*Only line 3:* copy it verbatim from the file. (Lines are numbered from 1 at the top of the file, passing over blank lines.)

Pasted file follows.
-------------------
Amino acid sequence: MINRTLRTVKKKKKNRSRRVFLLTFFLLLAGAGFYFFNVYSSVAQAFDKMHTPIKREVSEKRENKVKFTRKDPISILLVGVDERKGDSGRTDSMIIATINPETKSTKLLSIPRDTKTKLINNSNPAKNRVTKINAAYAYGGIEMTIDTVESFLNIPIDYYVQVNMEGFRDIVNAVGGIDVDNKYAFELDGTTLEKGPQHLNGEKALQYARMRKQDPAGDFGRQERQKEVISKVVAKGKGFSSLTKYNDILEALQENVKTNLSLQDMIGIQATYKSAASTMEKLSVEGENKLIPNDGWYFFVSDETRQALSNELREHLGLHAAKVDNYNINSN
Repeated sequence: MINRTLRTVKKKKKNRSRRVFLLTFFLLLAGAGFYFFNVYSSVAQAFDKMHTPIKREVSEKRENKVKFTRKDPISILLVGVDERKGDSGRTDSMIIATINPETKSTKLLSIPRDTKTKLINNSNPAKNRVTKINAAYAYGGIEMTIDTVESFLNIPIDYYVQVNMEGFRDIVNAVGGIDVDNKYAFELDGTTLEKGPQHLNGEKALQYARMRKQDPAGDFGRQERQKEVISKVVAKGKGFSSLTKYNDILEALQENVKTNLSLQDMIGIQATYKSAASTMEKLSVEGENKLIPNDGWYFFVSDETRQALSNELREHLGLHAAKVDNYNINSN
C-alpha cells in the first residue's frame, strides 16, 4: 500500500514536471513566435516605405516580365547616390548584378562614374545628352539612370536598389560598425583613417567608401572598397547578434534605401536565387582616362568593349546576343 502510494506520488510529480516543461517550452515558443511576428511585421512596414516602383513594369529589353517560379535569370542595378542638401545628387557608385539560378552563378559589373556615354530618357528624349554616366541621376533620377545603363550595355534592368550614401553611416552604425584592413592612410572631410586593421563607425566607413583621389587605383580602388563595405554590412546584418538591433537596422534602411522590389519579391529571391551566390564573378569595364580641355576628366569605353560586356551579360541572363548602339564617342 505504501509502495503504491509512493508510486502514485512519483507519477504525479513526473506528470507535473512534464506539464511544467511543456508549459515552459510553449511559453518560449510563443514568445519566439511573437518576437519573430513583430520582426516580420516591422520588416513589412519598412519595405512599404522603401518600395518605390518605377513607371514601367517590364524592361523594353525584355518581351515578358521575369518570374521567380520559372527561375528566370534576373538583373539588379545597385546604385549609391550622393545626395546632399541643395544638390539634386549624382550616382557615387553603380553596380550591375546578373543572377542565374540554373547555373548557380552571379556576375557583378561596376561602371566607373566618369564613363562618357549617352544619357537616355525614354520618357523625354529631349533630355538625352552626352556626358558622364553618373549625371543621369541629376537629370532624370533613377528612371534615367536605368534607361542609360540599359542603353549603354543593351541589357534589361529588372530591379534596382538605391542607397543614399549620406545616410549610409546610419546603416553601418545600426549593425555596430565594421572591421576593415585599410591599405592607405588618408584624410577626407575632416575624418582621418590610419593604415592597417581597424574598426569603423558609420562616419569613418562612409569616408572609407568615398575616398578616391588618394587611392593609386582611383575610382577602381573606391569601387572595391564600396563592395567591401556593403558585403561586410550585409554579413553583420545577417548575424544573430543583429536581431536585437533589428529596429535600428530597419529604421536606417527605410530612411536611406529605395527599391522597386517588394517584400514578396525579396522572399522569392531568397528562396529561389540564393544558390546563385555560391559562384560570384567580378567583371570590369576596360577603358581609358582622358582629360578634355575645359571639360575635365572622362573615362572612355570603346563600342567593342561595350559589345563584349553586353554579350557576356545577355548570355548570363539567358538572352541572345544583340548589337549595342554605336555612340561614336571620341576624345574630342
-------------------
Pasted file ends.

C-alpha cells in the first residue's frame, strides 16, 4: 500500500514536471513566435516605405516580365547616390548584378562614374545628352539612370536598389560598425583613417567608401572598397547578434534605401536565387582616362568593349546576343 502510494506520488510529480516543461517550452515558443511576428511585421512596414516602383513594369529589353517560379535569370542595378542638401545628387557608385539560378552563378559589373556615354530618357528624349554616366541621376533620377545603363550595355534592368550614401553611416552604425584592413592612410572631410586593421563607425566607413583621389587605383580602388563595405554590412546584418538591433537596422534602411522590389519579391529571391551566390564573378569595364580641355576628366569605353560586356551579360541572363548602339564617342 505504501509502495503504491509512493508510486502514485512519483507519477504525479513526473506528470507535473512534464506539464511544467511543456508549459515552459510553449511559453518560449510563443514568445519566439511573437518576437519573430513583430520582426516580420516591422520588416513589412519598412519595405512599404522603401518600395518605390518605377513607371514601367517590364524592361523594353525584355518581351515578358521575369518570374521567380520559372527561375528566370534576373538583373539588379545597385546604385549609391550622393545626395546632399541643395544638390539634386549624382550616382557615387553603380553596380550591375546578373543572377542565374540554373547555373548557380552571379556576375557583378561596376561602371566607373566618369564613363562618357549617352544619357537616355525614354520618357523625354529631349533630355538625352552626352556626358558622364553618373549625371543621369541629376537629370532624370533613377528612371534615367536605368534607361542609360540599359542603353549603354543593351541589357534589361529588372530591379534596382538605391542607397543614399549620406545616410549610409546610419546603416553601418545600426549593425555596430565594421572591421576593415585599410591599405592607405588618408584624410577626407575632416575624418582621418590610419593604415592597417581597424574598426569603423558609420562616419569613418562612409569616408572609407568615398575616398578616391588618394587611392593609386582611383575610382577602381573606391569601387572595391564600396563592395567591401556593403558585403561586410550585409554579413553583420545577417548575424544573430543583429536581431536585437533589428529596429535600428530597419529604421536606417527605410530612411536611406529605395527599391522597386517588394517584400514578396525579396522572399522569392531568397528562396529561389540564393544558390546563385555560391559562384560570384567580378567583371570590369576596360577603358581609358582622358582629360578634355575645359571639360575635365572622362573615362572612355570603346563600342567593342561595350559589345563584349553586353554579350557576356545577355548570355548570363539567358538572352541572345544583340548589337549595342554605336555612340561614336571620341576624345574630342